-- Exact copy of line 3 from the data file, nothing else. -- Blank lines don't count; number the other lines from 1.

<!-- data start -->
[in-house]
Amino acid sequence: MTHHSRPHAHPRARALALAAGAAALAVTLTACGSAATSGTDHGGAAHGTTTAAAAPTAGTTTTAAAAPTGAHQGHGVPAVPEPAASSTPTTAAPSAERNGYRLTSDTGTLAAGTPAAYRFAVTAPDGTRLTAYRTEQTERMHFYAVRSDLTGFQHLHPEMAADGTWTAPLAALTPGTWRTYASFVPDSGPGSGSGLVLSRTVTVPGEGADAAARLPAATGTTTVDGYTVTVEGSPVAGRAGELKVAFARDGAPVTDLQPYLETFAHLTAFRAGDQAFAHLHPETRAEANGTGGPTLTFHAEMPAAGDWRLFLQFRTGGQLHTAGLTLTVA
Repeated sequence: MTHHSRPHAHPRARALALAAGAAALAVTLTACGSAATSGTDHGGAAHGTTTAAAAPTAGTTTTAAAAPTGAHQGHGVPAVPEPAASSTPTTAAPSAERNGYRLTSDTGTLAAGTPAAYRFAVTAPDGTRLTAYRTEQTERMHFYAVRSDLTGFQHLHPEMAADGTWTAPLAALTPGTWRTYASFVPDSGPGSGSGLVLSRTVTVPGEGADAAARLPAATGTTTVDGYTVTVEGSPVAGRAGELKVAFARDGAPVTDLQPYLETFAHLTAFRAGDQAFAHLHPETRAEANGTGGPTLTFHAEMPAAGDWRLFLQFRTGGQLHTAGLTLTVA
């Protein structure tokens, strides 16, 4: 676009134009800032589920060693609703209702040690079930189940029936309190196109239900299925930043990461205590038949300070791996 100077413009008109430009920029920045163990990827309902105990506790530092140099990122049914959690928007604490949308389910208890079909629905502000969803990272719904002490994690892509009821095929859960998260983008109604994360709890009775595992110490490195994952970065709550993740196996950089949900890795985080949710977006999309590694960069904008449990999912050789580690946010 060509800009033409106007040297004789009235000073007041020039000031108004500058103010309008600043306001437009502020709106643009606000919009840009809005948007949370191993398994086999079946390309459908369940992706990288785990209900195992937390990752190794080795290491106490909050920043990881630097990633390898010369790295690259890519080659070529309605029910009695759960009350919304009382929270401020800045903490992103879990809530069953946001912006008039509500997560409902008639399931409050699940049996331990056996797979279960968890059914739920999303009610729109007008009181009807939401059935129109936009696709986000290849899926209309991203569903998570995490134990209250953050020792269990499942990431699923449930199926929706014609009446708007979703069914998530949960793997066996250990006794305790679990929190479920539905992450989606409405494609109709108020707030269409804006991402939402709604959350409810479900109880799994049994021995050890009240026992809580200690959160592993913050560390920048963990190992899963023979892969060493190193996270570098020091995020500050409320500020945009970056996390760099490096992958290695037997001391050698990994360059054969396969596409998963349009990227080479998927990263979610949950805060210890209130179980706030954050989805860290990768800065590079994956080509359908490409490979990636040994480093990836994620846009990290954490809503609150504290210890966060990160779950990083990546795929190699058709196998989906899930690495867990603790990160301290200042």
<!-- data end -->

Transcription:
Repeated sequence: MTHHSRPHAHPRARALALAAGAAALAVTLTACGSAATSGTDHGGAAHGTTTAAAAPTAGTTTTAAAAPTGAHQGHGVPAVPEPAASSTPTTAAPSAERNGYRLTSDTGTLAAGTPAAYRFAVTAPDGTRLTAYRTEQTERMHFYAVRSDLTGFQHLHPEMAADGTWTAPLAALTPGTWRTYASFVPDSGPGSGSGLVLSRTVTVPGEGADAAARLPAATGTTTVDGYTVTVEGSPVAGRAGELKVAFARDGAPVTDLQPYLETFAHLTAFRAGDQAFAHLHPETRAEANGTGGPTLTFHAEMPAAGDWRLFLQFRTGGQLHTAGLTLTVA